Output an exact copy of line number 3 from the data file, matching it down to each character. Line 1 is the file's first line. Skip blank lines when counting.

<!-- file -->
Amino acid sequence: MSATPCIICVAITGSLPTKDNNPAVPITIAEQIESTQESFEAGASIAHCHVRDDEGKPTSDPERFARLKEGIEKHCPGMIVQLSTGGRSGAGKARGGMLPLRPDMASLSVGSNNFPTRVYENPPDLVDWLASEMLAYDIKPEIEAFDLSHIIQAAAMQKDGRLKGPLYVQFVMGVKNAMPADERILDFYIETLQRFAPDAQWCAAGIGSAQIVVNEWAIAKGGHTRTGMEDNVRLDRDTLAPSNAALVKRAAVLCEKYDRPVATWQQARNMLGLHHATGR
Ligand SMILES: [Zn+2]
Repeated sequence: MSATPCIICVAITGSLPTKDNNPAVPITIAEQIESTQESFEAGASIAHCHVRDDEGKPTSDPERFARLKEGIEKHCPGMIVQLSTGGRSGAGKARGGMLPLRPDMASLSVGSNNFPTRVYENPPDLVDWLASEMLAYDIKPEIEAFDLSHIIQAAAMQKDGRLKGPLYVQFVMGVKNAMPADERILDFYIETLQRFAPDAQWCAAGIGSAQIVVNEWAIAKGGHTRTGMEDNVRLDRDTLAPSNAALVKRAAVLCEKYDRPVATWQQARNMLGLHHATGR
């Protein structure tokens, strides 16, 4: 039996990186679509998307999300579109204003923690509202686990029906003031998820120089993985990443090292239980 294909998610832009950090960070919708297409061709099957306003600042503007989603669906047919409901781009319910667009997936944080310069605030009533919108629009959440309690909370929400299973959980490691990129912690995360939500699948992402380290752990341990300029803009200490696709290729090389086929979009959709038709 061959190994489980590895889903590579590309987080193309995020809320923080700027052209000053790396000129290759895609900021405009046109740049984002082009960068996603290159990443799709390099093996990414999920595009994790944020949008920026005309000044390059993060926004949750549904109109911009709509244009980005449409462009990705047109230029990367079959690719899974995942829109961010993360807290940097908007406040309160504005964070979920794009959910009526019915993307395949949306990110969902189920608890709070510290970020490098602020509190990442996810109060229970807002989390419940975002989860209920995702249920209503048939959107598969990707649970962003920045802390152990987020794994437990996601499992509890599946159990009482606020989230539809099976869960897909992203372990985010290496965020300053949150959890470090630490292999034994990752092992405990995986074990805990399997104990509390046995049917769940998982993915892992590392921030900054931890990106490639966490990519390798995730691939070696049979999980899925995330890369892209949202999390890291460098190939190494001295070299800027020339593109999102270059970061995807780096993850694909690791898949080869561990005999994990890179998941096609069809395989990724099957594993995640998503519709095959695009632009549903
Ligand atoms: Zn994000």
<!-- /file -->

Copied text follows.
Repeated sequence: MSATPCIICVAITGSLPTKDNNPAVPITIAEQIESTQESFEAGASIAHCHVRDDEGKPTSDPERFARLKEGIEKHCPGMIVQLSTGGRSGAGKARGGMLPLRPDMASLSVGSNNFPTRVYENPPDLVDWLASEMLAYDIKPEIEAFDLSHIIQAAAMQKDGRLKGPLYVQFVMGVKNAMPADERILDFYIETLQRFAPDAQWCAAGIGSAQIVVNEWAIAKGGHTRTGMEDNVRLDRDTLAPSNAALVKRAAVLCEKYDRPVATWQQARNMLGLHHATGR